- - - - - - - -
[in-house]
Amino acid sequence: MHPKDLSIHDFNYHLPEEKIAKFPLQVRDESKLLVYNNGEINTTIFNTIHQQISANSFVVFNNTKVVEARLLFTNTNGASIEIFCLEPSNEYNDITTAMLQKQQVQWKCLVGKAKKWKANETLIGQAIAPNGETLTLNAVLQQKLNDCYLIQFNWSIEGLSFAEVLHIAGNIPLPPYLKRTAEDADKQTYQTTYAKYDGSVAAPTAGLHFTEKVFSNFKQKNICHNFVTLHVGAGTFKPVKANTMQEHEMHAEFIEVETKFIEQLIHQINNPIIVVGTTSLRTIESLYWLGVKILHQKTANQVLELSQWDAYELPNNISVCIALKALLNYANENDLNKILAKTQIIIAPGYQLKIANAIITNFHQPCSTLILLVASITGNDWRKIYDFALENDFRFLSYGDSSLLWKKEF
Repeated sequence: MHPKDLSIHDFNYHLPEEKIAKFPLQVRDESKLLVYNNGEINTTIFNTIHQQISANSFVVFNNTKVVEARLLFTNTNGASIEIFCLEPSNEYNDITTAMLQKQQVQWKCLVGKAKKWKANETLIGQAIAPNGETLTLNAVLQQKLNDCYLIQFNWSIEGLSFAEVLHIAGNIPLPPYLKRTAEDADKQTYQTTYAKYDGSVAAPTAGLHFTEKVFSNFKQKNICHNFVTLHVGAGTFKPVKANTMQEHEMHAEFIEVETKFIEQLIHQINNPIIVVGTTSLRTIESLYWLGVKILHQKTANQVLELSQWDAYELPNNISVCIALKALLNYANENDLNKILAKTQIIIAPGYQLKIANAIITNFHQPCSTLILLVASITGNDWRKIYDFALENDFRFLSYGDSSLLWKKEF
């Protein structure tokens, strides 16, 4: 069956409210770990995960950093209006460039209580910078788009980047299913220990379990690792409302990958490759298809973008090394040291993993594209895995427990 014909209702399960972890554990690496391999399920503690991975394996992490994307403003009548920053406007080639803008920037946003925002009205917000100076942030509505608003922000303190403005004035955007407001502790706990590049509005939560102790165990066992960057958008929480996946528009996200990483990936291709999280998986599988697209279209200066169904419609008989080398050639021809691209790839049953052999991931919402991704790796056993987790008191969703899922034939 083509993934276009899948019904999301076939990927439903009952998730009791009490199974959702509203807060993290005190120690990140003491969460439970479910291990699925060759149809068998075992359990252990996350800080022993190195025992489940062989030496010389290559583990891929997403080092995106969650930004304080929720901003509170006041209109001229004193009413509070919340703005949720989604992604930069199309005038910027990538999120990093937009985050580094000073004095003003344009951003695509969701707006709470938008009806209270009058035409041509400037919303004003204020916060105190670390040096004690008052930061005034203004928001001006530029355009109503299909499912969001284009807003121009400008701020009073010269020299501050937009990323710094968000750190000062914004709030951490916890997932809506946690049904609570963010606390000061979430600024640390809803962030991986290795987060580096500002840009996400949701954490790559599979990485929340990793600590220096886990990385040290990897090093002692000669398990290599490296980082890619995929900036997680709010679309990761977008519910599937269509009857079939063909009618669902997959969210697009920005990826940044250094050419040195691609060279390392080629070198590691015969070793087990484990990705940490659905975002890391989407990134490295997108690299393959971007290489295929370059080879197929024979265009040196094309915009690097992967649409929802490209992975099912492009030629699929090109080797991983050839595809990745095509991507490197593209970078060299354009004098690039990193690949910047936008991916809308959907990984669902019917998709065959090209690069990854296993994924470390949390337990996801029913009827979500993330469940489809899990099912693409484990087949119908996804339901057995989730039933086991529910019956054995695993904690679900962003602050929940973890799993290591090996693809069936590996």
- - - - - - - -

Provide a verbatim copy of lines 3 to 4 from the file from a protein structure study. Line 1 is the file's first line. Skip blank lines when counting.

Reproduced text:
Repeated sequence: MHPKDLSIHDFNYHLPEEKIAKFPLQVRDESKLLVYNNGEINTTIFNTIHQQISANSFVVFNNTKVVEARLLFTNTNGASIEIFCLEPSNEYNDITTAMLQKQQVQWKCLVGKAKKWKANETLIGQAIAPNGETLTLNAVLQQKLNDCYLIQFNWSIEGLSFAEVLHIAGNIPLPPYLKRTAEDADKQTYQTTYAKYDGSVAAPTAGLHFTEKVFSNFKQKNICHNFVTLHVGAGTFKPVKANTMQEHEMHAEFIEVETKFIEQLIHQINNPIIVVGTTSLRTIESLYWLGVKILHQKTANQVLELSQWDAYELPNNISVCIALKALLNYANENDLNKILAKTQIIIAPGYQLKIANAIITNFHQPCSTLILLVASITGNDWRKIYDFALENDFRFLSYGDSSLLWKKEF
């Protein structure tokens, strides 16, 4: 069956409210770990995960950093209006460039209580910078788009980047299913220990379990690792409302990958490759298809973008090394040291993993594209895995427990 014909209702399960972890554990690496391999399920503690991975394996992490994307403003009548920053406007080639803008920037946003925002009205917000100076942030509505608003922000303190403005004035955007407001502790706990590049509005939560102790165990066992960057958008929480996946528009996200990483990936291709999280998986599988697209279209200066169904419609008989080398050639021809691209790839049953052999991931919402991704790796056993987790008191969703899922034939 083509993934276009899948019904999301076939990927439903009952998730009791009490199974959702509203807060993290005190120690990140003491969460439970479910291990699925060759149809068998075992359990252990996350800080022993190195025992489940062989030496010389290559583990891929997403080092995106969650930004304080929720901003509170006041209109001229004193009413509070919340703005949720989604992604930069199309005038910027990538999120990093937009985050580094000073004095003003344009951003695509969701707006709470938008009806209270009058035409041509400037919303004003204020916060105190670390040096004690008052930061005034203004928001001006530029355009109503299909499912969001284009807003121009400008701020009073010269020299501050937009990323710094968000750190000062914004709030951490916890997932809506946690049904609570963010606390000061979430600024640390809803962030991986290795987060580096500002840009996400949701954490790559599979990485929340990793600590220096886990990385040290990897090093002692000669398990290599490296980082890619995929900036997680709010679309990761977008519910599937269509009857079939063909009618669902997959969210697009920005990826940044250094050419040195691609060279390392080629070198590691015969070793087990484990990705940490659905975002890391989407990134490295997108690299393959971007290489295929370059080879197929024979265009040196094309915009690097992967649409929802490209992975099912492009030629699929090109080797991983050839595809990745095509991507490197593209970078060299354009004098690039990193690949910047936008991916809308959907990984669902019917998709065959090209690069990854296993994924470390949390337990996801029913009827979500993330469940489809899990099912693409484990087949119908996804339901057995989730039933086991529910019956054995695993904690679900962003602050929940973890799993290591090996693809069936590996």